Written by: Karl Franks
With it being Halloween it seemed the perfect time for a long overdue first ever double-bill of John Carpenter‘s seminal masterpiece and the 2018 sequel, also confusingly called Halloween. Which to be perfectly honest I was underwhelmed by at the cinema back in 2018.
So first up the 1978 original.
Starting with one of the most iconic opening sequences in cinema history, a stunning continuous shot that introduces us to Michael Myers via his point of view. Unbelievably not actually the one take it seems to be as there are cleverly hidden cuts. Even more impressive is it was filmed on the last day of the shoot in the dilapidated Myers’ house. Decorated and made to look like a lived in home, yet only within the frame of the shot, the paint still wet with the house in a state of disrepair seen in the rest of the film; The definition of movie magic. Climaxing with a crane shot that was even more difficult to achieve. A hugely impressive accomplishment given the low budget, time constraints, and the fact this was in the days before digital technology; which nowadays would be far easier to achieve.
Jump to 15 years later, we first meet Dr Sam Loomis and then Laurie Strode. Both beautifully brought to life by Donald Pleasence and Jamie Lee Curtis, in her very first lead role.
Initially hired because of who her parents were (Janet Leigh & Tony Curtis), which was seen as good marketing for the film. Nevertheless, she showed herself to be a very assured actress in her own right, completely inhabiting the role and character arc of Laurie.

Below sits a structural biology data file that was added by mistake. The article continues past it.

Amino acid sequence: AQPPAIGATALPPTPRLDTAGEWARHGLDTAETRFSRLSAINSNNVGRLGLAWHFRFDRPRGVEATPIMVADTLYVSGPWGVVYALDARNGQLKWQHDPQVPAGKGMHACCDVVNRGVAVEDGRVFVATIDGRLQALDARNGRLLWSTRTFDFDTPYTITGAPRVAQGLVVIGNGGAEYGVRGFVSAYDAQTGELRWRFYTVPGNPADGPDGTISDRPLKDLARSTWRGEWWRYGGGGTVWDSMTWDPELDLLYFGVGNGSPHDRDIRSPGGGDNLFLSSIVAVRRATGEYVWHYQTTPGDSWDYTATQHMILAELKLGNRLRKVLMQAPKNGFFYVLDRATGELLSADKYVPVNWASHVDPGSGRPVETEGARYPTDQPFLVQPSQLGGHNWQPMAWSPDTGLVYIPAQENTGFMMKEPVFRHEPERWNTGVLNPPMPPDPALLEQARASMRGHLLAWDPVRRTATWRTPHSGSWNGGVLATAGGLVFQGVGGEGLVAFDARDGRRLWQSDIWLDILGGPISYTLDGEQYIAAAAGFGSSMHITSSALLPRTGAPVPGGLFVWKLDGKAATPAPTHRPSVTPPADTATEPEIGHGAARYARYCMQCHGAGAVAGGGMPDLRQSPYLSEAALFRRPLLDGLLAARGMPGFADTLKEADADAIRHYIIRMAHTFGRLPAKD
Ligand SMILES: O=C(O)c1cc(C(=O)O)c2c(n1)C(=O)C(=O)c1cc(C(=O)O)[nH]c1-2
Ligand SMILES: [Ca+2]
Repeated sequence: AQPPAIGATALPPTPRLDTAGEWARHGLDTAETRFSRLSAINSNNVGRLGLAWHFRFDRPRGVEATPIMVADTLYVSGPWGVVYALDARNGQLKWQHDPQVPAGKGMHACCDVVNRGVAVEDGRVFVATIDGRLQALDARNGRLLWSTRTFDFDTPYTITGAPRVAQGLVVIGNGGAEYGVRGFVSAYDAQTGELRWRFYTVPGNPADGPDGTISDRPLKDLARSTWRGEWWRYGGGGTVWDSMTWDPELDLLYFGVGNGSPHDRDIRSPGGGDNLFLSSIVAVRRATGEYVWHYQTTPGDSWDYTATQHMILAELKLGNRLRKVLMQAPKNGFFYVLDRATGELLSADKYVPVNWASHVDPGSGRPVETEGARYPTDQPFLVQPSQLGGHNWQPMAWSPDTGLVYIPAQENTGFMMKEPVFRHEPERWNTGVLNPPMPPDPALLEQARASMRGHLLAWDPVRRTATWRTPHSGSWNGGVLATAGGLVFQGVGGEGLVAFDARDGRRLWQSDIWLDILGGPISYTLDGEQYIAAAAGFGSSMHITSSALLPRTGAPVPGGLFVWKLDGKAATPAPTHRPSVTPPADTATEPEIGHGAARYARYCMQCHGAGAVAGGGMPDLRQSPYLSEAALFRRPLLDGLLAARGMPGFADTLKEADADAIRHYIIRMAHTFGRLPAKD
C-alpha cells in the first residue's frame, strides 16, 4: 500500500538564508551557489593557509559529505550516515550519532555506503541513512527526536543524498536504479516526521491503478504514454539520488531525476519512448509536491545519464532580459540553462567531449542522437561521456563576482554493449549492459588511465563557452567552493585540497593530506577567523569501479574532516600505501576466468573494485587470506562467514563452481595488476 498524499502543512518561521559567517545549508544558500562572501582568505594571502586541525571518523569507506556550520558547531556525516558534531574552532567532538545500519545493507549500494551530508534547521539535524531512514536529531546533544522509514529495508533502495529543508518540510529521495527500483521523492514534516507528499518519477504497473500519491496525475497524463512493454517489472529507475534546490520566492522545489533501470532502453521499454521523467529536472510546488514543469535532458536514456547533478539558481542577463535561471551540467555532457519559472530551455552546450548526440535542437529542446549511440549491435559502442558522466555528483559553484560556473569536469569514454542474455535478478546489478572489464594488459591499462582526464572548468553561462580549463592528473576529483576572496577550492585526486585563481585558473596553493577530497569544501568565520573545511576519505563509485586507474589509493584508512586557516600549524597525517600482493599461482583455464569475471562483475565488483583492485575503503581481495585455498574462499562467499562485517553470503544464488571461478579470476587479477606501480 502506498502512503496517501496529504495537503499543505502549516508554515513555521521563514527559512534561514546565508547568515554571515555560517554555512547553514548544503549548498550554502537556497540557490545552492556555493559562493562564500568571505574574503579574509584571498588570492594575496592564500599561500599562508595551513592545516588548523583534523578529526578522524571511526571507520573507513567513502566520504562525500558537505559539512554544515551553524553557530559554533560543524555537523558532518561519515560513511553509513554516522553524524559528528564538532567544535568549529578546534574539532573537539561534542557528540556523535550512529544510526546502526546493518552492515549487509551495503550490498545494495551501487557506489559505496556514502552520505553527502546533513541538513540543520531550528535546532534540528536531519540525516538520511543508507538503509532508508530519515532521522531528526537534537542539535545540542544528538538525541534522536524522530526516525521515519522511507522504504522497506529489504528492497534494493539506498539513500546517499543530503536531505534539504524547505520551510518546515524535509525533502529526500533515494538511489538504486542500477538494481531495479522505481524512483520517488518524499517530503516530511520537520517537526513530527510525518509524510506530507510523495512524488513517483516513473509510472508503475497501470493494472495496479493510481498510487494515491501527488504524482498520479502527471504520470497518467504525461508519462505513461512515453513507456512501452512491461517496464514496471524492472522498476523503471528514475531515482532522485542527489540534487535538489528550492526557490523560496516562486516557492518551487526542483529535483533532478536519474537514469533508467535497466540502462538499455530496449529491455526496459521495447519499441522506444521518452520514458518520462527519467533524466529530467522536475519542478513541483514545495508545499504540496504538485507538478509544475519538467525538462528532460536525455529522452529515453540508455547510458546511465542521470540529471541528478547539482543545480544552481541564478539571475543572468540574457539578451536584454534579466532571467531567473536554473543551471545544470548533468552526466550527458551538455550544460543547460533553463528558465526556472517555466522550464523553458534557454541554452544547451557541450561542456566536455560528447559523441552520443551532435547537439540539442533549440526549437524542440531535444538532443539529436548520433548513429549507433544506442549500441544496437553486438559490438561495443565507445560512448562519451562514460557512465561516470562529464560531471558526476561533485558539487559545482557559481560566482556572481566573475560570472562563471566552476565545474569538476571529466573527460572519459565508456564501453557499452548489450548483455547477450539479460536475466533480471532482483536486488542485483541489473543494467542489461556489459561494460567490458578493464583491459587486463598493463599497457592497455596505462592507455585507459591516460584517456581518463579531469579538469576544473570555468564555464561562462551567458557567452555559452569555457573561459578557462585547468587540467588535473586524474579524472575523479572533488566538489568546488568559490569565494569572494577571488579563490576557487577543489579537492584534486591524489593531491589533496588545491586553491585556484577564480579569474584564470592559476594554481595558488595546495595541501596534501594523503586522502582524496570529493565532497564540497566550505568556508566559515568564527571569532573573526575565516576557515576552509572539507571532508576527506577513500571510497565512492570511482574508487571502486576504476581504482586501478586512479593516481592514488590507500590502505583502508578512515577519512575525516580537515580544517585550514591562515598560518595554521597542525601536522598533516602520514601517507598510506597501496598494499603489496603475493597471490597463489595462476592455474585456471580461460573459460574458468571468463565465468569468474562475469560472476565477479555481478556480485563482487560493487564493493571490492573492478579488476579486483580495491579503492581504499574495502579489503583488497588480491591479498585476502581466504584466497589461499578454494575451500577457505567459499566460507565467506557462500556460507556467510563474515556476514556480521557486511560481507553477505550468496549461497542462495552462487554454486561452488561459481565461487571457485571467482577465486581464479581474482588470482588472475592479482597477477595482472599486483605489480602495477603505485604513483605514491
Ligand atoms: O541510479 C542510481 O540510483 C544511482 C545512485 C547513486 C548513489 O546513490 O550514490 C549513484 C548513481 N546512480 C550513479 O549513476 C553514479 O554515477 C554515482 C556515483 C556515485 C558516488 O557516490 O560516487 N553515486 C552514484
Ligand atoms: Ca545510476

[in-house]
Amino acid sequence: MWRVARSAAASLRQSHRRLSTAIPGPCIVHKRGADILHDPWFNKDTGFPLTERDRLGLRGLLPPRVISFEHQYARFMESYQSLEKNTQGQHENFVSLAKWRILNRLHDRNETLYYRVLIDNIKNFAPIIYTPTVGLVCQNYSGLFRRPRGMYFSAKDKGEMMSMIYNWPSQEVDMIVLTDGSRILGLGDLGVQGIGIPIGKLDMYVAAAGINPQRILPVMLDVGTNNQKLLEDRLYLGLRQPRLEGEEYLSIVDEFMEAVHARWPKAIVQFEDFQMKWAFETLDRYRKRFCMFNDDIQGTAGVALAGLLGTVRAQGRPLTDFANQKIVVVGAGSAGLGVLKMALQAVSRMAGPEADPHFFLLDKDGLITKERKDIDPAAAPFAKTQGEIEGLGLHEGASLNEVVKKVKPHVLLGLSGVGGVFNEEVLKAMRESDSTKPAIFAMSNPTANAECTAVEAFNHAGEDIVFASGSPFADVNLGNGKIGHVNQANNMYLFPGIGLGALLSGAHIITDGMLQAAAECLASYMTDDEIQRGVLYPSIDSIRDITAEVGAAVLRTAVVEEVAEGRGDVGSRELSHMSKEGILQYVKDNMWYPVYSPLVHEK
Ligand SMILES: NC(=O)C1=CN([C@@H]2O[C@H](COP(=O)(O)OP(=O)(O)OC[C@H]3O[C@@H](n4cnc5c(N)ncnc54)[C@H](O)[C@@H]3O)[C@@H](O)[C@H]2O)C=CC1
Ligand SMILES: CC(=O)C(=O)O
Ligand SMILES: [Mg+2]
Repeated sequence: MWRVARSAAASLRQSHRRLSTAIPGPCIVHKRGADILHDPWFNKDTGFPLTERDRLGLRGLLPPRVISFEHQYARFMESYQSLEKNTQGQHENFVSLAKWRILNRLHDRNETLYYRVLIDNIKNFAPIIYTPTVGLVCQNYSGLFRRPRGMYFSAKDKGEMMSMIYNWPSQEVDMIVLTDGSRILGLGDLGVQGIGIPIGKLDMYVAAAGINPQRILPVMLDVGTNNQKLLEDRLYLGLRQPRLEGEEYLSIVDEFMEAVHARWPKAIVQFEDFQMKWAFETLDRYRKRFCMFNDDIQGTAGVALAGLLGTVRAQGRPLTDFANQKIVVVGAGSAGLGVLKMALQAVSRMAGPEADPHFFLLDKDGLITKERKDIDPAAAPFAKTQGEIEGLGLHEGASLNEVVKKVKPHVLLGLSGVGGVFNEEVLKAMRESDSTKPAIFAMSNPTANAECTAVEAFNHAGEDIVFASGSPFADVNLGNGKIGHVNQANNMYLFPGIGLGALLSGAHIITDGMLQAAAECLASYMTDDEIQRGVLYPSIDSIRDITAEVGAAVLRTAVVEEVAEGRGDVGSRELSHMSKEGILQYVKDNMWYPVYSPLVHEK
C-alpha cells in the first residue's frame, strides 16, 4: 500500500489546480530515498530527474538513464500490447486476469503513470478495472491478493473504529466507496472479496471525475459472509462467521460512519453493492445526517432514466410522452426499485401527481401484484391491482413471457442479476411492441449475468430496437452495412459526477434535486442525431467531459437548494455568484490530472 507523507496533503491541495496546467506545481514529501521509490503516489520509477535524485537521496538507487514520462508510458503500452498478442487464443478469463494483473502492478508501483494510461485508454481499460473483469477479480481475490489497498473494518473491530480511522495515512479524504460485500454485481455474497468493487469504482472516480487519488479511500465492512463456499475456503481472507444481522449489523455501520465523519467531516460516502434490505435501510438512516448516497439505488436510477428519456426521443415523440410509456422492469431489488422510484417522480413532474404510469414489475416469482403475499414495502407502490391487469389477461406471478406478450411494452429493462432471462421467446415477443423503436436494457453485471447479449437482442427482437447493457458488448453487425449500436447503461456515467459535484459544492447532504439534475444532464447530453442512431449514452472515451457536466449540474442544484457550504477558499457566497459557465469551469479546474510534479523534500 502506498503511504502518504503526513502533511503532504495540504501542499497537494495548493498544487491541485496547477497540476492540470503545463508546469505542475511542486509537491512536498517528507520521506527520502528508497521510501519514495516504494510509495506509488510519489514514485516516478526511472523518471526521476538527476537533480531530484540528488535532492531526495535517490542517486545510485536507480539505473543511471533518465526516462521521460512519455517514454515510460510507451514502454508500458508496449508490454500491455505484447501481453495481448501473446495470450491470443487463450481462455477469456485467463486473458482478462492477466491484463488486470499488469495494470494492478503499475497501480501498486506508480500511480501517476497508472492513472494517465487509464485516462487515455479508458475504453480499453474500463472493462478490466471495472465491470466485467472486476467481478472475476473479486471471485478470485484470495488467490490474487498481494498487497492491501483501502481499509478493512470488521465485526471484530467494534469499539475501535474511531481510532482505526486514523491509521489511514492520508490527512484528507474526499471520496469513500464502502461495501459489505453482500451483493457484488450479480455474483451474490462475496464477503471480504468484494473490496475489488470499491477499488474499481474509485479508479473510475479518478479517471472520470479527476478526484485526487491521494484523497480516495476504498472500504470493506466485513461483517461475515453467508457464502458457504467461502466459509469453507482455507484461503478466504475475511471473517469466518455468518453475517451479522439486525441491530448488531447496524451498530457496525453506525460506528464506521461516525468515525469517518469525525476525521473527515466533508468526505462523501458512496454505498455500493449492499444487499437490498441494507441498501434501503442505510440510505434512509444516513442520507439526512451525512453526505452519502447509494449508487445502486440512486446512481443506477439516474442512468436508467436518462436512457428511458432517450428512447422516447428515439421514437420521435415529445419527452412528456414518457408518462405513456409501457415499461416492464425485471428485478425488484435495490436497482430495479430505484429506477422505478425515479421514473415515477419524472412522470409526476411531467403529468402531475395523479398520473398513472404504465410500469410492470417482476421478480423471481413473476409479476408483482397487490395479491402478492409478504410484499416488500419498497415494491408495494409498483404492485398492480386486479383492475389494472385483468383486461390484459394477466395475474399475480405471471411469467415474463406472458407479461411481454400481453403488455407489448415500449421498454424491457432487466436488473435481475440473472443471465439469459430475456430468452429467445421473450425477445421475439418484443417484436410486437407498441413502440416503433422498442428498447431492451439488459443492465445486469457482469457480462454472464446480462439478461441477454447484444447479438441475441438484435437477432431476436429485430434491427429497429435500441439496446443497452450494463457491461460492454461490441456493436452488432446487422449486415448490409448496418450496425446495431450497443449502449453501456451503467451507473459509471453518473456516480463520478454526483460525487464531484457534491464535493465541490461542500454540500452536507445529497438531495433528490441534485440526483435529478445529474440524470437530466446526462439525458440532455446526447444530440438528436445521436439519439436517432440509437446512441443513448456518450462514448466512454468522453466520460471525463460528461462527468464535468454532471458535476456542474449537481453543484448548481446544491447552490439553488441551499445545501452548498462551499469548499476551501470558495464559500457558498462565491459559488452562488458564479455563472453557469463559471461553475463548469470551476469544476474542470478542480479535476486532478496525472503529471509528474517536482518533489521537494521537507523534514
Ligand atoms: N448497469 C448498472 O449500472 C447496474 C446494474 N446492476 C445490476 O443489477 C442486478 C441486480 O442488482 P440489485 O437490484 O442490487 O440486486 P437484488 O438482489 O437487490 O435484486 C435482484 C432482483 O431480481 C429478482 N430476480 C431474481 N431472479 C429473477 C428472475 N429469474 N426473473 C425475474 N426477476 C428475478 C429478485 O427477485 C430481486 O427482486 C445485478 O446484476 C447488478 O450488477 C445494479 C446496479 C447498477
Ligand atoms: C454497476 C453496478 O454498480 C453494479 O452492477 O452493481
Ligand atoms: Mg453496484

Pleasance accepted the role at the insistence of his daughter who had been impressed with “Assault On Precinct 13“, particularly by John Carpenter’s use of music
Loomis’ standout monologue “I met him, fifteen years ago; I was told there was nothing left; no reason, no conscience, no understanding; and even the most rudimentary sense of life or death, of good or evil, right or wrong” is the character’s defining moment, that also contributes to making Michael Myers even more disturbing and frightening.
Hitting the ground running from the very first, with its brilliantly written, stripped back to the barest minimum screenplay by John Carpenter and Debra Hill; who wrote the scenes involving the teenage girls, giving them a more authentic feel. Every character is engagingly fleshed out, and not one second is wasted on unnecessary exposition. Peppered throughout is some “totally” well placed humour that further adds depth to all the main characters. Although a welcome addition are the scenes shot for the TV version that add depth to Dr Loomis and Michael Myers relationship/connection, and a scene involving Curtis and P. J. Soles. This was the cut I first saw and my first experience of “Halloween” back in the early 80s. This version is available on the 1999 Anchor Bay DVD release.
This may well be “John Carpenter’s Halloween,” but equal credit should be given to everyone involved, cast and crew. They came together as a group of pretty much novice film-makers and a mostly inexperienced actors to create one of the most influential, and successful independent, films of all-time.